Dundee have been under threat of relegation to the Championship for a long time – now years of poor decisions look certain to have cost them their place at the top table.
With four matches to go, the Dark Blues have to make up six points and 10 goals on second-bottom St Mirren to have any chance of surviving.
With their recent form – in fact their form across the entire campaign – suggesting that is well beyond them, only the most blindly optimistic fan can see anything other than the drop coming for Dundee.
It’s obvious – they haven’t been good enough.
Teams can have off-seasons here and there but this disaster of a campaign has been in the making for at least three years now.
For a club reportedly shelling out the sixth-highest amount in wages to finish so far adrift of the rest of the league comes down to more than just one bad season. It comes from making poor footballing decisions.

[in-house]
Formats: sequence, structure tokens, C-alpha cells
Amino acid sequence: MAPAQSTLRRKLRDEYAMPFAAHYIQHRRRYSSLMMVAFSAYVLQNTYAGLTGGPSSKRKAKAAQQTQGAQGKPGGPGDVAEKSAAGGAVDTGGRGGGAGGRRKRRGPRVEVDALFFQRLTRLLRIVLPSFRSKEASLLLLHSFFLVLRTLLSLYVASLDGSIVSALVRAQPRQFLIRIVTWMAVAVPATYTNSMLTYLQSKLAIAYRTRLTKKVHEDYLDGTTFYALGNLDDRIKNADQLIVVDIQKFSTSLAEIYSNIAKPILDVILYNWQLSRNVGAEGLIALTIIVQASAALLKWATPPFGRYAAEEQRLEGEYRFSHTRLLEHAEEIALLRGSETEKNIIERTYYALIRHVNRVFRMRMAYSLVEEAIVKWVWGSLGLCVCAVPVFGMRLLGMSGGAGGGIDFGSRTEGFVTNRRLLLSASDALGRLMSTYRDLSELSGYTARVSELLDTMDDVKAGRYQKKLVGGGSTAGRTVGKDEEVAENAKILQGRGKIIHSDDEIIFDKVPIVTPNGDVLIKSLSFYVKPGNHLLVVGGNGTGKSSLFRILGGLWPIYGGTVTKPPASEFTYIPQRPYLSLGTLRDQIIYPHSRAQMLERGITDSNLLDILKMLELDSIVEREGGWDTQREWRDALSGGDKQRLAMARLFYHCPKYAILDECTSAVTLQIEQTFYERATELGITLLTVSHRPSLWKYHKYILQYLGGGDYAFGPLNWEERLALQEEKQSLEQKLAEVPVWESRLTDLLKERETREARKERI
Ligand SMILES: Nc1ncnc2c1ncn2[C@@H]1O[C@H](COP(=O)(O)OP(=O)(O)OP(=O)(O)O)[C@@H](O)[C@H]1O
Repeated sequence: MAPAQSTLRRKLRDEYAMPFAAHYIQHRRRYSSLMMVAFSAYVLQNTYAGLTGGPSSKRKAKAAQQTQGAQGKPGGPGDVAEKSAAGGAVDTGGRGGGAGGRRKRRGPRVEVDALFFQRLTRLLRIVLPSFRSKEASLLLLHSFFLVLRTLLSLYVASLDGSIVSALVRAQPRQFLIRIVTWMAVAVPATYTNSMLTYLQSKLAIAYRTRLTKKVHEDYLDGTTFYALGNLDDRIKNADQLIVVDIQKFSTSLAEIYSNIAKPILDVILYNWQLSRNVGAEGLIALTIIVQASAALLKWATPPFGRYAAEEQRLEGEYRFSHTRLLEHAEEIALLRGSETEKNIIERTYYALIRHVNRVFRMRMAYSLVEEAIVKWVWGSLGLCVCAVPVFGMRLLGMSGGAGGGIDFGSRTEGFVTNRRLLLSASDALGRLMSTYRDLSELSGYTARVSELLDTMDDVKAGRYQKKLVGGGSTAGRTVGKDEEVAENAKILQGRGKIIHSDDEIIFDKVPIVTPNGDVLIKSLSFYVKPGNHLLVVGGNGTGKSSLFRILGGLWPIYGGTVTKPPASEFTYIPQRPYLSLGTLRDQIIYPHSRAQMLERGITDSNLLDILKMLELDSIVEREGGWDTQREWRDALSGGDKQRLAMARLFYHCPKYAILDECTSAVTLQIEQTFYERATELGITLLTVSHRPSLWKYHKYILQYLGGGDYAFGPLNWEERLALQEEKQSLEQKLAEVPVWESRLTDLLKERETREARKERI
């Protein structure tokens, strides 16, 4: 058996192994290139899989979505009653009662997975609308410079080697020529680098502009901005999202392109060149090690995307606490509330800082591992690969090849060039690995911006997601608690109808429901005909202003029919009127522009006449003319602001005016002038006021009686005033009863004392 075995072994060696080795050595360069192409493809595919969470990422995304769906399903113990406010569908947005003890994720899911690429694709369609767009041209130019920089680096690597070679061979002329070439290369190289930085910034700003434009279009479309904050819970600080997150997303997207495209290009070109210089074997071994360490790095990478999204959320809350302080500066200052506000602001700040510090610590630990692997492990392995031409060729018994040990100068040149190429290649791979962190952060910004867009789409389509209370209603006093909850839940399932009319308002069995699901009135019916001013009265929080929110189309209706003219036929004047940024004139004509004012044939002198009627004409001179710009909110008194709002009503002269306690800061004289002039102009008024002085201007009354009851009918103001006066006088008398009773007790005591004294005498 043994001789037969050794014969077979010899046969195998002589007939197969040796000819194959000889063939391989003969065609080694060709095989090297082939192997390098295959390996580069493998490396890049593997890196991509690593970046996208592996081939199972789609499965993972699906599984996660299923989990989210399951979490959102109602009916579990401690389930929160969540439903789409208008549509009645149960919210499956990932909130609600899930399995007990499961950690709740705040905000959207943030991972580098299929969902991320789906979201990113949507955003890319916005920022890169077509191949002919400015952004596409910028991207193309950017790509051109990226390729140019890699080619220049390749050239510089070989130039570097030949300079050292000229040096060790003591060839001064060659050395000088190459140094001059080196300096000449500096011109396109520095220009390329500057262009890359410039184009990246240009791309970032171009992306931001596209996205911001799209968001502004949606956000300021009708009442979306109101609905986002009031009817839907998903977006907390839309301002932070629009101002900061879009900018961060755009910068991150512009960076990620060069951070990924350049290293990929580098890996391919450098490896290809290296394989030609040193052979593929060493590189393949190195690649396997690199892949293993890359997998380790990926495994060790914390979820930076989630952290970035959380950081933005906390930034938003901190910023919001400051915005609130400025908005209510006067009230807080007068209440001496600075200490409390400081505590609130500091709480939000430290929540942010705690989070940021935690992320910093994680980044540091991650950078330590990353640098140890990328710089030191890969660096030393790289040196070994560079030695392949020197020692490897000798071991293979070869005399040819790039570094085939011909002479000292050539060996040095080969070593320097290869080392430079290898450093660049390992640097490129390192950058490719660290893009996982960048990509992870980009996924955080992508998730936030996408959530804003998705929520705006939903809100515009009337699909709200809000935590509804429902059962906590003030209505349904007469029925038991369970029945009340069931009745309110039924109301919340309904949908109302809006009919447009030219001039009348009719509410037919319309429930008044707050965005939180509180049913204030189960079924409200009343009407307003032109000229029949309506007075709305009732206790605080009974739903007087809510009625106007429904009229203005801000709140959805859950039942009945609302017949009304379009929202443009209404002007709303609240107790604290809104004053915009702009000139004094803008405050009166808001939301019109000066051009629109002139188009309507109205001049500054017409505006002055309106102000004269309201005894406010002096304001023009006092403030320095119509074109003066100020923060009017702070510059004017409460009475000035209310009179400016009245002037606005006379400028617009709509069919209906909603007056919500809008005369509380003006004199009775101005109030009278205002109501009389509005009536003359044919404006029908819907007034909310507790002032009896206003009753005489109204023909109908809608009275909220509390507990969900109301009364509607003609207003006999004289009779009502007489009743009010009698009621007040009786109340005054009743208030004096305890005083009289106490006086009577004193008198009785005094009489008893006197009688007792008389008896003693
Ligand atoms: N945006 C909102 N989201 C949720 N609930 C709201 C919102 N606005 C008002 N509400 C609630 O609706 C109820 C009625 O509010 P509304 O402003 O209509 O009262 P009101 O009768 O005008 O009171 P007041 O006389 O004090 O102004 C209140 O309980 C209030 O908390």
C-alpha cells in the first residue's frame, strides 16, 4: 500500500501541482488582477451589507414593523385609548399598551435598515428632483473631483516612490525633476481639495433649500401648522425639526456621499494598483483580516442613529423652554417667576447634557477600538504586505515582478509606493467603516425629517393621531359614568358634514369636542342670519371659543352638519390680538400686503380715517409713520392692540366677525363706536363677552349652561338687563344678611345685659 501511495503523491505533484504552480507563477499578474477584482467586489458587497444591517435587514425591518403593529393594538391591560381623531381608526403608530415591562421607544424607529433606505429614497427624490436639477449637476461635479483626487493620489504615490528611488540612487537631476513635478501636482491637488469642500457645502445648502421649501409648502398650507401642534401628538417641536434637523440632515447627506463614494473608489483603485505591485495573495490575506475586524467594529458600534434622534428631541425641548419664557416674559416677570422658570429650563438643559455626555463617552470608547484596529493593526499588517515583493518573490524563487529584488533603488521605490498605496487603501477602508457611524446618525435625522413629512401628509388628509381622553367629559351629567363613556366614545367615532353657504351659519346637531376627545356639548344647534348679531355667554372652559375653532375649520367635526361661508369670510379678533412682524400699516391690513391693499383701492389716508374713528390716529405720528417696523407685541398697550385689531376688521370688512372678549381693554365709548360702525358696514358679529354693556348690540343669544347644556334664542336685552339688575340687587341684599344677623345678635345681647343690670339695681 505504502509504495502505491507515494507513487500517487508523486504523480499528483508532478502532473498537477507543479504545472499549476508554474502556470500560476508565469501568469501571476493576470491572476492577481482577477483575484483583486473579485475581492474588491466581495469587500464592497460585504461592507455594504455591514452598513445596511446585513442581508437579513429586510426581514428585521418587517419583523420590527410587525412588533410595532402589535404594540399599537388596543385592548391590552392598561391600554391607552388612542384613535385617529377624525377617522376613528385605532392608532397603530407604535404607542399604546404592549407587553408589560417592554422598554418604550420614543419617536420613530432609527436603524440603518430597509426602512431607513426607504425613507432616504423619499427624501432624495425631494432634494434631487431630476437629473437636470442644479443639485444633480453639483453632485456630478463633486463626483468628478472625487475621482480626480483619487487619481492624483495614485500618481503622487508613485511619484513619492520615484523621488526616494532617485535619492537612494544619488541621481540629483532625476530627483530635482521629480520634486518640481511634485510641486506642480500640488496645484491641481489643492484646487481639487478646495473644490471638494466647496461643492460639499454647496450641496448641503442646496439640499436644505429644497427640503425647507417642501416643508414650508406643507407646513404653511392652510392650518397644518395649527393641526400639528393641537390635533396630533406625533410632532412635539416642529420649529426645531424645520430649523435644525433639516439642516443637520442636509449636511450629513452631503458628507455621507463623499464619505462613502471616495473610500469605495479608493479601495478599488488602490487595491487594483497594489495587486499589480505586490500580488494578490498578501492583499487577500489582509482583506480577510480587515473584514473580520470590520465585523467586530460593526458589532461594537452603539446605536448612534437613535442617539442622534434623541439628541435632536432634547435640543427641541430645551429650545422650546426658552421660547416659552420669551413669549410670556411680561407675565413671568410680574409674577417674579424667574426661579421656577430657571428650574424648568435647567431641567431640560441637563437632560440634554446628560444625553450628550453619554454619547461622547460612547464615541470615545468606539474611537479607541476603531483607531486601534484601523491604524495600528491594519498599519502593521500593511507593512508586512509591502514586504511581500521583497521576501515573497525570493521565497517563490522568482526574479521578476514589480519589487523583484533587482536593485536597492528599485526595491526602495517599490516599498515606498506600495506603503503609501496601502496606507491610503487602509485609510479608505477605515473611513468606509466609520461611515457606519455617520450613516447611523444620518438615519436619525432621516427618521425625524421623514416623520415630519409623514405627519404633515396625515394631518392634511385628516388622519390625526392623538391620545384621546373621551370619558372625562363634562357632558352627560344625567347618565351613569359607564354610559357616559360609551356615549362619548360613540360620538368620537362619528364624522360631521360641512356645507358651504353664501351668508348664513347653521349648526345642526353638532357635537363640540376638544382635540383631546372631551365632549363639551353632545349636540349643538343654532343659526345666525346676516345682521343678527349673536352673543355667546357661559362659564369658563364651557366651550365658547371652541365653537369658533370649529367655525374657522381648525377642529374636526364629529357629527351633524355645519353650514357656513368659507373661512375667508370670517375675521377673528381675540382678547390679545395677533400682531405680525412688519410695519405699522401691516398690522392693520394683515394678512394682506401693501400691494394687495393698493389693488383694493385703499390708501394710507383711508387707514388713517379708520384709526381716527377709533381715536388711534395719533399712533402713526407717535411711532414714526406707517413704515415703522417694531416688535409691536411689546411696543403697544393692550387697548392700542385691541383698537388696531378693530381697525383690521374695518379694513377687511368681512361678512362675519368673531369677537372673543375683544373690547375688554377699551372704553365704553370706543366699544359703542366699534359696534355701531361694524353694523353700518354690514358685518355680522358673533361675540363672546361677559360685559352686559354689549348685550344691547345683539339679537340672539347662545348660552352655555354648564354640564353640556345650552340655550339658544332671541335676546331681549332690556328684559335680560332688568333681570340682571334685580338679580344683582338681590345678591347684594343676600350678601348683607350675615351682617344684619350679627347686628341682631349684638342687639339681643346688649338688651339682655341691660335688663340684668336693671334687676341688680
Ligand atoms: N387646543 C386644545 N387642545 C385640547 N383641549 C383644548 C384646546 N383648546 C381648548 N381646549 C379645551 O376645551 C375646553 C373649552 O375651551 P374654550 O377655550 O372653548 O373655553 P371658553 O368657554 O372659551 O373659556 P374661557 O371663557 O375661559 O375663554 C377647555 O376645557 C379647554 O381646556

The Dark Blues have been on a downward trajectory since their sixth-placed finish in 2015.
Eighth then 10th and then ninth last season followed that.
Paul Hartley was unable to replace the goals of Greg Stewart and Kane Hemmings and ultimately lost his way at Dens.
Neil McCann was parachuted in as caretaker and saved the day.
Then came a sliding doors moment for Dundee and managing director John Nelms.
McCann’s rejection led Nelms to chap on Jack Ross’ holiday shack in Spain. Despite turning down the first offer, Ross was happy to talk further about the role only for McCann to change his mind and take the job.
It’s a classic if-your-auntie-had-some-specific-anatomy-she’d-be-your-uncle thinking but his career suggests Ross would’ve been a success at Dens.
Nelms, to his credit, saw the folly of appointing a completely unexperienced managerial team in McCann and Graham Gartland as he went for a man with a track record of getting a team out of trouble in Jim McIntyre.
He immediately dismantled all his predecessor had built but even he would say it’s not worked.
A brief hint of light at the end of the tunnel appeared but lately it’s been all dark at Dens.
More big footballing decisions are coming the way of American owner Tim Keyes – all his money spent has been wasted should the club go down, will he sit idly by to see more of it spent trying to get out of the Championship?
Will it be Jim in charge for the start of next season?
The biggest one, though, is should Nelms be the one making these decisions for him?
George Cran was writing in his weekly column, published every Wednesday in the Evening Telegraph.